Skip to content


Repository files navigation

🚧 This project is maintenance mode! 🚧

I will be fixing and responding to pull requests and issues, but it is not in active development.


🤖 The best selfbot for Slack

What is this?

Taut is a self-bot for Slack. That means it can act like you and in many cases can't be distinguished from a human. This specific bot is primarily designed to act on triggers and impersonate you, but it also has various other features outlined below.

Have any questions? Feel free to create an issue on GitHub.


Currently, you'll need Node.js and Git installed to run Taut. If anyone else wants to use it I'll consider making it easier to run.

$ git clone
$ cd taut/
$ yarn

Next create the file config.js. This is the main configuration file. Unless you're very technically I recommend pasting the contents of default-config.js in for some default values.

Go to Slack's legacy tokens page and generate tokens for all the workspaces you want to use Taut in. Then paste the tokens one by one into the tokens array in the config, like so:

module.exports = {
  tokens: [

  // ...

Now run yarn start to start the bot! If all went well everything should be working.


Right now Taut only supports 5 commands, contributions are welcome. Arguments in square brackets are optional and arguments in angle brackets are required.

Command Description Aliases
stats Get info about the bot and current workspace N/A
dox [user] Get the profile of either the mentioned user or yourself uinfo, info, user
pardon Clears the suspicion score of a user, if you're the bot owner N/A
coronavirus Get statistics on the new Coronavirus (2019-nCoV) corona, coronastats, coronastatus

There used to be a command to get your suspicion score, that's been removed due to excessive spam.

Spam Prevention

This bot is primarily designed to pretend to be real person which means it needs strong spam prevention to stay realistic and not be a nuisance.

Taut will analyze every message and use an algorithm to generate a score for each user on how likely they are to be trying to spam with the bot. By default Taut will automatically "shadowban" (silently stop responding to) users that exceed a certain score threshold.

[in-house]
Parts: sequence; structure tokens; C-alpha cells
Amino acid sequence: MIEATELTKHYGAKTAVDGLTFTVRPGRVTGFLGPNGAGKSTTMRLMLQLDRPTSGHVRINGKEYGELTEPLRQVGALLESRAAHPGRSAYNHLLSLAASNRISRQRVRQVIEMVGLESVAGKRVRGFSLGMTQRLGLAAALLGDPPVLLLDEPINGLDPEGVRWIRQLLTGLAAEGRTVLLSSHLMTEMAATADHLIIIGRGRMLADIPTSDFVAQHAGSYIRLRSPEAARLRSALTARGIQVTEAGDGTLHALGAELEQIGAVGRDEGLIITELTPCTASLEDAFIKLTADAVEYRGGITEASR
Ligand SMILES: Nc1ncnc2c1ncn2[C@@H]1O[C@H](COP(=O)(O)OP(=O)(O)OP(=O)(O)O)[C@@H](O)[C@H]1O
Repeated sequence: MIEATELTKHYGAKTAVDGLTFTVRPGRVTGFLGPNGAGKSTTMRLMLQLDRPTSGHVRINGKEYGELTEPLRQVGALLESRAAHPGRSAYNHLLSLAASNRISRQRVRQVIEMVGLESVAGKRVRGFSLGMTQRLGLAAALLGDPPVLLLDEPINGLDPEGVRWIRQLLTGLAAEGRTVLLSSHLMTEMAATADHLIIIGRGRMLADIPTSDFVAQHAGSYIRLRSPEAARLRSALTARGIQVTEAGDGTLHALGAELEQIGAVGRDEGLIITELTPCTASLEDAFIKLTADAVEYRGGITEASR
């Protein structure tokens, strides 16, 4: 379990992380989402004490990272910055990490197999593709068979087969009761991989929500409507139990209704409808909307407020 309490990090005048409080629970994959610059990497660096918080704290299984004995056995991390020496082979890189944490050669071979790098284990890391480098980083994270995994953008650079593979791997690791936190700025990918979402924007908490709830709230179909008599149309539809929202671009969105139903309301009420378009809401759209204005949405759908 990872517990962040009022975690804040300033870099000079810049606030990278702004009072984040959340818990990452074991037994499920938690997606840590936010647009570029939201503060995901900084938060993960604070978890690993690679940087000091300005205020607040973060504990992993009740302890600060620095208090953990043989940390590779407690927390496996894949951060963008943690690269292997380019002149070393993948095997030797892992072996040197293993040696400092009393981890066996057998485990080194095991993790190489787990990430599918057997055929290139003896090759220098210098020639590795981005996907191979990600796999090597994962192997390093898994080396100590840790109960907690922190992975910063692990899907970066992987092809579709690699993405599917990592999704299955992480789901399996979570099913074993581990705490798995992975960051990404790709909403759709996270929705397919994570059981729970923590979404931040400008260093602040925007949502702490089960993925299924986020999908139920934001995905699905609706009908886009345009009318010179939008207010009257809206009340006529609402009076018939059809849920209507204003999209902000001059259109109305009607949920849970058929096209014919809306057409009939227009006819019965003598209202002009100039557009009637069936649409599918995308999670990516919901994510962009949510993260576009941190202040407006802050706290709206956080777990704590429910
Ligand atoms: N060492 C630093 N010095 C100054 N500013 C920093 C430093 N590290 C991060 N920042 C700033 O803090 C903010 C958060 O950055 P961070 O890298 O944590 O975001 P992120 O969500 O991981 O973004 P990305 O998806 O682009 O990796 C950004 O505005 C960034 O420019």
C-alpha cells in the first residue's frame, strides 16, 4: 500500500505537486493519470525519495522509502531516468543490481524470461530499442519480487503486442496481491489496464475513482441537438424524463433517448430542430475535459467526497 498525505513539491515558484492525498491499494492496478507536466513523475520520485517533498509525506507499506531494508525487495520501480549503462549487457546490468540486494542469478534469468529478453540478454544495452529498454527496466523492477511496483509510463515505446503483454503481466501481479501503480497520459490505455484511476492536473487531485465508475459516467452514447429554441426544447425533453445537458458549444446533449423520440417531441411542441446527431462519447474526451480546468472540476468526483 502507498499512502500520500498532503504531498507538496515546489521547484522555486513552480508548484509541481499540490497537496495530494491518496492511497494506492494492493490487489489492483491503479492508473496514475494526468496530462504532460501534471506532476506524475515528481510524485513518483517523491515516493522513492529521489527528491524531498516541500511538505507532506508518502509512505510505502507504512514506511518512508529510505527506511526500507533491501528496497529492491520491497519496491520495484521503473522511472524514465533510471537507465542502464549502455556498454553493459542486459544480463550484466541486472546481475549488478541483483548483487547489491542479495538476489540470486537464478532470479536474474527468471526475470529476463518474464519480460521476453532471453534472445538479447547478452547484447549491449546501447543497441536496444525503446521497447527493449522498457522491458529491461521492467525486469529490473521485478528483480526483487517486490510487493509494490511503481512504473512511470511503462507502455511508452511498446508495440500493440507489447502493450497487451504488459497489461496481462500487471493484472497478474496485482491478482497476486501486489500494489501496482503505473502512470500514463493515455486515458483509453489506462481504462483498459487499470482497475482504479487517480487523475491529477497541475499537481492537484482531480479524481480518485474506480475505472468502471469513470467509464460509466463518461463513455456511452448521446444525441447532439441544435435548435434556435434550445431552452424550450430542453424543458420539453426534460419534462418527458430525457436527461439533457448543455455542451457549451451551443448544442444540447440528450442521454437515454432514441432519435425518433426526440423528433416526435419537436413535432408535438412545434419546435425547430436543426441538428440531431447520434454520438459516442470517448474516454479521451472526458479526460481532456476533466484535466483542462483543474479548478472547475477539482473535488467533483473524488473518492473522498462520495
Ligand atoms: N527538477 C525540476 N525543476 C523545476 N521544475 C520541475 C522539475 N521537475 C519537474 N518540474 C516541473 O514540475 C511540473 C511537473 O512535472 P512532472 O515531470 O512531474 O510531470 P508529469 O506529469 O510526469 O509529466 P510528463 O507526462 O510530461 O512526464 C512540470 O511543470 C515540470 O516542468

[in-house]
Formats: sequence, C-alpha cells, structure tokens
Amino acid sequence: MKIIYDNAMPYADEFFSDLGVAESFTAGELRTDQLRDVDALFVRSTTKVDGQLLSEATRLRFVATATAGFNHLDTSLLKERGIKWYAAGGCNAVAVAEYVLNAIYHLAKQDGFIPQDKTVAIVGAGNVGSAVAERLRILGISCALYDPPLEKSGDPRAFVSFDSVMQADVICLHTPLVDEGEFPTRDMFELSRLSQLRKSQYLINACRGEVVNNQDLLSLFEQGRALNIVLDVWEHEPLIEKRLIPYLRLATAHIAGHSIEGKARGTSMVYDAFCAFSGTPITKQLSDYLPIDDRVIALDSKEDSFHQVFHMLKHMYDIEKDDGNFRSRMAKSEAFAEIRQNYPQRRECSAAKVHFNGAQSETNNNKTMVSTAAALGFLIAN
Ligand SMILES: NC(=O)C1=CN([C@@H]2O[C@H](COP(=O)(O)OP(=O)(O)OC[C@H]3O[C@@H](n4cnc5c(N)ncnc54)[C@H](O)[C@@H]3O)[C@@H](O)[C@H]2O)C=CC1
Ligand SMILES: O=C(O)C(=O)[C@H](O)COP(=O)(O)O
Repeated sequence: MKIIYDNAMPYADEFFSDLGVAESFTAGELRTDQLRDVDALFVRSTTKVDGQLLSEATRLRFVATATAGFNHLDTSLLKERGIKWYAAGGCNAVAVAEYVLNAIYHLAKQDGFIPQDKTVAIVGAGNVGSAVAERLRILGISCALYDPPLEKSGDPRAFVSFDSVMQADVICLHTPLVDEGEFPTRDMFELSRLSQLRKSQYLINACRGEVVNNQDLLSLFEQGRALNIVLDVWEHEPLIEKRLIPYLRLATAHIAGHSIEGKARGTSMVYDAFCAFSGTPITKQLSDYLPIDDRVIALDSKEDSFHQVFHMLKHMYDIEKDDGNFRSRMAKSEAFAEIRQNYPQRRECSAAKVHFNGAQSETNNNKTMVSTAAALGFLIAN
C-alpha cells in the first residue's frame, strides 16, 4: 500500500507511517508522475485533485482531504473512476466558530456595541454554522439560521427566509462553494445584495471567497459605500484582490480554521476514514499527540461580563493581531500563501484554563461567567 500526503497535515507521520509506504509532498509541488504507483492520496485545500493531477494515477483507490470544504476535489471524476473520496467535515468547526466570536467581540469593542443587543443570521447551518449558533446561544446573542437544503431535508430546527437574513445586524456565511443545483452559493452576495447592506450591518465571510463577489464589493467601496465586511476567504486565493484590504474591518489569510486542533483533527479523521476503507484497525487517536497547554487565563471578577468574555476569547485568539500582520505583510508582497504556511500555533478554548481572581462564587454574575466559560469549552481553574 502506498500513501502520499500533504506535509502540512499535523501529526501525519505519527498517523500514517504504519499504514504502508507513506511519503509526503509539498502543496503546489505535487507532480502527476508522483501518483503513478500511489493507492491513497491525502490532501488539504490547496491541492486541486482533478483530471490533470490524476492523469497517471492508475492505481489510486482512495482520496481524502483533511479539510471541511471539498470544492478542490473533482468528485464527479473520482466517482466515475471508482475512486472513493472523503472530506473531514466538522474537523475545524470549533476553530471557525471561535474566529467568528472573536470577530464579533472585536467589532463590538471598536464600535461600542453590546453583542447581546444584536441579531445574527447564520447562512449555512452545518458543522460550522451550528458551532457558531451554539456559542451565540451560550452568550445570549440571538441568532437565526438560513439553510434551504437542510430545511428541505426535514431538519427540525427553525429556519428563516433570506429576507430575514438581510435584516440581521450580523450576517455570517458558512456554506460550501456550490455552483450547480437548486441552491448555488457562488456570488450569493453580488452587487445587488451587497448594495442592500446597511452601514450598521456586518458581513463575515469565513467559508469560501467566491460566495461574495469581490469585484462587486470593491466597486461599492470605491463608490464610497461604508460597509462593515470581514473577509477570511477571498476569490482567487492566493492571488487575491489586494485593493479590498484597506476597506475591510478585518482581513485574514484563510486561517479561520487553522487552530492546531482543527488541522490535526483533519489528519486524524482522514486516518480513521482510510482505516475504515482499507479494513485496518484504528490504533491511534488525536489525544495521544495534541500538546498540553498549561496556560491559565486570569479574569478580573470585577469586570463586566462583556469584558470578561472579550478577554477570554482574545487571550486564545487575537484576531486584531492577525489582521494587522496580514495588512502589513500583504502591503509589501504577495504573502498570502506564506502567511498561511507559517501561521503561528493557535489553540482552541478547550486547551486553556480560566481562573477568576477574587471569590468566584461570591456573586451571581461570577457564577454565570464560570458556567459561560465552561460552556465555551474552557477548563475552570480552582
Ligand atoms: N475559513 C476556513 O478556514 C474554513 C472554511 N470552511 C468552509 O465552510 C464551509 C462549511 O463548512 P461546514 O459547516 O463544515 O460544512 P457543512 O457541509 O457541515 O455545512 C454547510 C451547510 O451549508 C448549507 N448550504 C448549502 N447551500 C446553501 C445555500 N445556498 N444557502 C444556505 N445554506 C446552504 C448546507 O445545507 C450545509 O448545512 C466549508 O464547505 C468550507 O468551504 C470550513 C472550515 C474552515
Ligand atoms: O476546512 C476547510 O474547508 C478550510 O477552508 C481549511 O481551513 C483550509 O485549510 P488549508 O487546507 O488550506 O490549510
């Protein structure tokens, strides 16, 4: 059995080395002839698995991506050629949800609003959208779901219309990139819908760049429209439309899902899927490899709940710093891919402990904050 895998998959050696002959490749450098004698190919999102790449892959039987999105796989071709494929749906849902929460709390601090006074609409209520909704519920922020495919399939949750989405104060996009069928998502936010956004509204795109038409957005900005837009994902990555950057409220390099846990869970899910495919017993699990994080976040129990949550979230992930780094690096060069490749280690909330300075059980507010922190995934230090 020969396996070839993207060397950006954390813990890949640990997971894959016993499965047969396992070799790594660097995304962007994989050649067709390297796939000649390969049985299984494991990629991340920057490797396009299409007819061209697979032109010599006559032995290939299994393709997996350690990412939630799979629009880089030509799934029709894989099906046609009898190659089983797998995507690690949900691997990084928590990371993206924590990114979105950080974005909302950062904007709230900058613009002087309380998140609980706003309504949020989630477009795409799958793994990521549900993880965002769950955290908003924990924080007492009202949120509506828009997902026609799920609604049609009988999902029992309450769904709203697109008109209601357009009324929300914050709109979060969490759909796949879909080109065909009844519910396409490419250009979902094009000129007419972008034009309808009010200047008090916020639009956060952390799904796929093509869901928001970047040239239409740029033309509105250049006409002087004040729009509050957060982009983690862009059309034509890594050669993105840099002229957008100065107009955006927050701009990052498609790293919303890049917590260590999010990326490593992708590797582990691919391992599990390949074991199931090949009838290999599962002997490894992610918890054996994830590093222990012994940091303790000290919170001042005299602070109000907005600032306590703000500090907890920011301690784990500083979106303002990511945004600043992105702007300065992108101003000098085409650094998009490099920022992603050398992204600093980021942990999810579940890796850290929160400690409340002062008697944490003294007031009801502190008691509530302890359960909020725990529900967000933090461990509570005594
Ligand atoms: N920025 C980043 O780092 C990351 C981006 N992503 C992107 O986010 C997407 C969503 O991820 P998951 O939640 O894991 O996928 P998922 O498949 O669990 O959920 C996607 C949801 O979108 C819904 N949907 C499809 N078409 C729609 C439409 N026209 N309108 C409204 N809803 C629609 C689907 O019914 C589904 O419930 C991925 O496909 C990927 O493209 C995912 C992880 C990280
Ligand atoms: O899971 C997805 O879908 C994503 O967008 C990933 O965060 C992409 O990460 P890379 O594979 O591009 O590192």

You can update the threshold with the configuration value shadowbanThreshold, or set it to -1 to disable shadowbanning. Scores will be reset generally around 2 minutes which is often enough for people to cool down.

Taut can also ratelimit itself, the minimum amount of time between bot messages can be adjusted with timeout in the config.


As I've mentioned before, Taut's primary purpose is automation. It therefore has a hugely powerful system for pretending to you which might take some getting used to. Lo and behold...

Writing Automation Rules

Automation rules go under automations in the config file. It's an array of JavaScript objects. Here's a simple rule that replies with 👀 anytime someone sends exactly 👀:

module.exports = {
  // ...

  automations: [
      match: /^:eyes:$/,
      response: ':eyes:'

The match field takes a regex, or regular expression. If you aren't familiar, I recommend learning regexes and testing out your own regexes. A tip that might come in handy - if you want a regex to not be case-sensitive just put i after the last slash, like /regex/i.

Vary Your Responses

The automation I've shown so far has a response field, which is fine for most automations! But if you want to be more realistic, you might want Taut to pick a random response from a list, this is where responses comes in.

Below is a rule that'll reply to greetings (hello, hi, etc.) with a random response from a list of responses. It's fine if you don't understand the regex!

module.exports = {
  // ...

  automations: [
      match: /^(he[lw]{2}o|hey+|hi+|yo|oy|sup)$/i,
      responses: [ 'heyo!', 'hey!', 'hiii', 'oy', ':wave:' ]

For each automation you can also specify a probability field between 0 and 1 that will decide how often it shows up. This is helpful if a command is being too spammy.

Icky Channels

Some of your automations might not be appropriate in channels, or you might want to ban some channels altogether! This is where two new configuration options come in.

Per-rule, you can set rule.blacklistedChannels to a list of blacklisted channel ids.

For channels you want to block for all automations, you can add them to blacklistedAutomationChannels in the root of the config. To get a channel id, right click on a channel and choose Copy Link, then remove everything before the last segment.

More Configuration

Here's a quick run-down of other config options I might've missed:

  • name sets the name of your bot
  • prefix sets the prefix for commands, I recommend setting it to something different from other bots
  • color sets the left border color for embeds
  • statsFile sets the file to save message and user stats, don't bother changing this


Right now I'm the only contributor, although as I've mentioned a million times contributions are welcome. Shoutout to Max for the original inspiration with his selfbot Slacky.


The best selfbot for Slack







No releases published